Want to take a deeper dive? Download our free ebook! It goes into greater detail, and leads you through a few activities to help make it stick! It also provides a handy worksheet to organize and prioritize your honey-do list, so you know where to focus your efforts without overwhelming your spouse. Get it HERE!
Stop Nagging Using Patience
- Don’t bring up 20 needs at once! I know it’s hard not to bring up the whole list. (You know we have a list!) But again, listing 20 things that need completed is likely going to overwhelm your spouse. Choose the task that’s most important, or has the most pressing deadline, and focus on that one task.
- Space your requests apart. Once one task is done, if at all possible, wait a few days before bringing up the next item on your list. Nothing takes the wind out of your sails quite like hearing, “Thanks for completing this task. I know you’re feeling accomplished! But now I need you to do something else.” Let them bask in their honey do glory for a few days before moving on.
- Offer to complete the task yourself, or to help. Marriage takes teamwork! And using words like “we” instead of “you” makes it feel more like a team effort, rather than a taskmaster and her worker. I even offer to do the things that I know my husband will yell “Please don’t!” to before I even finish the offer. Because even though we both know I’m horrible at putting together furniture, I want him to know that I’m there to help and support his efforts in any way I can.
- Practice patience. Now you might have caught on by now that if you take this approach, you likely won’t be checking everything off your to-do list within a few days. But the payoff is that your husband likely won’t consider your requests as nagging, and you’ll feel more like a teammate than a manager. In fact, my husband shared with me (as we chatted about this post) that it’s because I don’t constantly nag him, that he is acutely aware of the things that need done around our house, and wants to do those things to help me out.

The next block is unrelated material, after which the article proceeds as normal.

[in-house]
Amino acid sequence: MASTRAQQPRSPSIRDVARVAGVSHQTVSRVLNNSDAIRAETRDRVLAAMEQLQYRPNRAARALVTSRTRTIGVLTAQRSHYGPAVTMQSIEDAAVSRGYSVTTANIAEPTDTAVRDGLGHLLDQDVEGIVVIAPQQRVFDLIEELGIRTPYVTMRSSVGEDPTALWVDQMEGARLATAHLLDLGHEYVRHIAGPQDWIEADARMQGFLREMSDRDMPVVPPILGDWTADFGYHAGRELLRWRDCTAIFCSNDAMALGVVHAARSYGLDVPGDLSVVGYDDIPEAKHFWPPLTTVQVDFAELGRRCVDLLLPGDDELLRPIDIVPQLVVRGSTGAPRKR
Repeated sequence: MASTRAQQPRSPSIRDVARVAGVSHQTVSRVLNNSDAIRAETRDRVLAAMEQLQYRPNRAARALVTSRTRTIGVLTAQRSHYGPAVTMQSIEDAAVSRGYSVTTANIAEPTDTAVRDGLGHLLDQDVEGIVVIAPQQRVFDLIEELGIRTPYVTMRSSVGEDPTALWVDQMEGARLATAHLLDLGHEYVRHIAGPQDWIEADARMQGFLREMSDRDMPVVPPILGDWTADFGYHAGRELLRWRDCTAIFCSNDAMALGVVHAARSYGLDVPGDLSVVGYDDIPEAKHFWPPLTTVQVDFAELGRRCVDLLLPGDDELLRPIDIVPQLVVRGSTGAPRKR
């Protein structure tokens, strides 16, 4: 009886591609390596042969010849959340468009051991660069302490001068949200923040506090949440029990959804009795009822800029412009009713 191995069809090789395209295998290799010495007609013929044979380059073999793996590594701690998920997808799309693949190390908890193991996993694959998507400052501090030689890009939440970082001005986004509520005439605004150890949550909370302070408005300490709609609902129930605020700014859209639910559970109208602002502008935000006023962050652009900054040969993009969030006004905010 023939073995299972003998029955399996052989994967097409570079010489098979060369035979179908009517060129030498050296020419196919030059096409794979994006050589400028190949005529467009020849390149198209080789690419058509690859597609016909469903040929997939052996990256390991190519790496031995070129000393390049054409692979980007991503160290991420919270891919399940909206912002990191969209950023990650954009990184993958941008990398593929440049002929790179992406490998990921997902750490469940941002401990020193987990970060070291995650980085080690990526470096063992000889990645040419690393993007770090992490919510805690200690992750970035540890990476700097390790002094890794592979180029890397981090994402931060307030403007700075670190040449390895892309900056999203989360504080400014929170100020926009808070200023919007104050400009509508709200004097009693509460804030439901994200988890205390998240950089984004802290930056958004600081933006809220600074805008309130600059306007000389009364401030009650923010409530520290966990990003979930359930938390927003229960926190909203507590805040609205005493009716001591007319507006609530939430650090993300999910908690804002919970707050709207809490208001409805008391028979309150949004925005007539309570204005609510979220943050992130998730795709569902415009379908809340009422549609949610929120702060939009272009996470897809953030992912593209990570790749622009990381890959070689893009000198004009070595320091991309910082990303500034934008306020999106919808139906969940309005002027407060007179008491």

Wrap It Up
And so, it’s quite possible to stop nagging your spouse and still get the help that you need from them. Remember and speak to his strengths, avoid generalizing, and consider the timing of your request. Ask for one task at a time, space them out, offer to help, and practice patience.
Want a little help putting all of the pieces together and making a personal plan to end nagging for good? Be sure to download our free workbook!
Believe me, I understand the frustrating mental load we often carry as wives, keeping track of everything that needs to be done for our family and home. But by offering our husbands kindness, consideration, and patience, we can still get the help we need, but without the attitude. Or with less attitude. Because let’s be honest. Try it out today!
P.S. Want to take a deeper dive? Download our free ebook! It goes into greater detail, and leads you through a few activities to help make it stick! It also provides a handy worksheet to organize and prioritize your honey-do list, so you know where to focus your efforts without overwhelming your spouse. Sign up here: